You don't need a large kitchen to accommodate an island. A small, slender island design can boost your storage and work space and ensure efficient traffic flow in the slimmest amount of square footage.
The National Kitchen and Bath Association recommends leaving at least 36 inches on all sides of an island to accommodate traffic. Keep in mind, you'll need to plan for more space if you want your island to include seating. On average, small kitchen islands are standard counter height (36 inches tall) and are about 48 inches wide.
When kitchen space is at a premium, sometimes the built-in look can be overwhelming -- but kitchen islands don't have to be huge to be hardworking. A small island design with open storage below will give your kitchen a spacious feel, while still providing a work area and space to stow cooking essentials. Try mounting a towel bar on the side of a small island for towels and dishrags or hang hooks to keep utensils on hand. Bonus: A petite island lets you pack a punch with luxurious materials and creative storage solutions for a fraction of the cost.
No matter the size or shape of your kitchen, additional work space is always a bonus. A vintage table can be a good small-space island alternative. When using repurposed furniture, make sure the material is durable enough to double as prep and dining space. Butcher block is a popular small-island material, but you can also replace an original tabletop with a slab of solid-surface countertop.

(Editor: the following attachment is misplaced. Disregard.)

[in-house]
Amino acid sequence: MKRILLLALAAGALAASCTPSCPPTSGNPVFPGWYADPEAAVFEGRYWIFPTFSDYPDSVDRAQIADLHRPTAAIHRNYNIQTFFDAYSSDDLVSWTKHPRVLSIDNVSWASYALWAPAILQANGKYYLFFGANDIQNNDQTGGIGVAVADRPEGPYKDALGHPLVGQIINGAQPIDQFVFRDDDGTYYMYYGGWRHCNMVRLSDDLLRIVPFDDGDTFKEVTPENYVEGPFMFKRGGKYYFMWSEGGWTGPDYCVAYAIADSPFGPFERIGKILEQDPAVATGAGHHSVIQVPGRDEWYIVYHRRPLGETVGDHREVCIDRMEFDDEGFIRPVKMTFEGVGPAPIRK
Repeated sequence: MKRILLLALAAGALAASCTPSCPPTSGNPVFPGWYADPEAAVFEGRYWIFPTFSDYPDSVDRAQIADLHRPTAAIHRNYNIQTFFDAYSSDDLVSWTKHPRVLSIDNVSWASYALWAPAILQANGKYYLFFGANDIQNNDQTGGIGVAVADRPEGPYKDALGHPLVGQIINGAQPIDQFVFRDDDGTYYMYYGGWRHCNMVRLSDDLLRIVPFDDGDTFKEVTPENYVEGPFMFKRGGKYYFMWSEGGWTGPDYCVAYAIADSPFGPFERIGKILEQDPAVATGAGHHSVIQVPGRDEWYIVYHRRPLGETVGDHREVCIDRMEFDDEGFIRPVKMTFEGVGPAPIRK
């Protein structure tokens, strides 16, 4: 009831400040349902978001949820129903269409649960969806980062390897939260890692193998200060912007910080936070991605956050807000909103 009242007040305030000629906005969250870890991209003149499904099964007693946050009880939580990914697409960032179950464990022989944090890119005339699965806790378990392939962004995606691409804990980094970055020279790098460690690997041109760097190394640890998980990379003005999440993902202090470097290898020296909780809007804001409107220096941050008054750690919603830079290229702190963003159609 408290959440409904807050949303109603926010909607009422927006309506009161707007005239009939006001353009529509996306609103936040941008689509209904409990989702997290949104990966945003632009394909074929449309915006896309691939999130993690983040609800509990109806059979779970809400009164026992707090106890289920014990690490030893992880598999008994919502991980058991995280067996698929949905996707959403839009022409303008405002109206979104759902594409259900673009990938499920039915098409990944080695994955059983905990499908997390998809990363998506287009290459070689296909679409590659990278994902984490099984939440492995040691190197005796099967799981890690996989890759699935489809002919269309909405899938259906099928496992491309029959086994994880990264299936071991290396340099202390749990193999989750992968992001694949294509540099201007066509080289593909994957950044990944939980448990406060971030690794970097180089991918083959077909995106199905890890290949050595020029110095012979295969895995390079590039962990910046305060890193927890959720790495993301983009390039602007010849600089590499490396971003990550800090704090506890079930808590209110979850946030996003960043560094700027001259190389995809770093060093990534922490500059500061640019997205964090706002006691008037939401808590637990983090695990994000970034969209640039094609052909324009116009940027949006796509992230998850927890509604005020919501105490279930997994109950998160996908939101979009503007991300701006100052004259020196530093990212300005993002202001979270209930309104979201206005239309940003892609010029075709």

In lieu of a fixed-in-place kitchen island, try a mobile island. A rolling cart is a good design option for small kitchens because it can be moved anywhere for an instant work space and can be simply tucked away when it's not in use. Look for a small cart with locking rubber wheels so it will stay in place during meal prep.
Make the most of limited kitchen space with a hardworking island design. A small bi-level island is an excellent permanent design option that offers both prep space and seating within the kitchen. A bi-level island also offers a convenient buffet area for casual dining and entertaining.
A restaurant-style prep table provides a simple work space with a lower level for storage. While a prep table is not a permanent kitchen element, it is heavy enough to stay in place.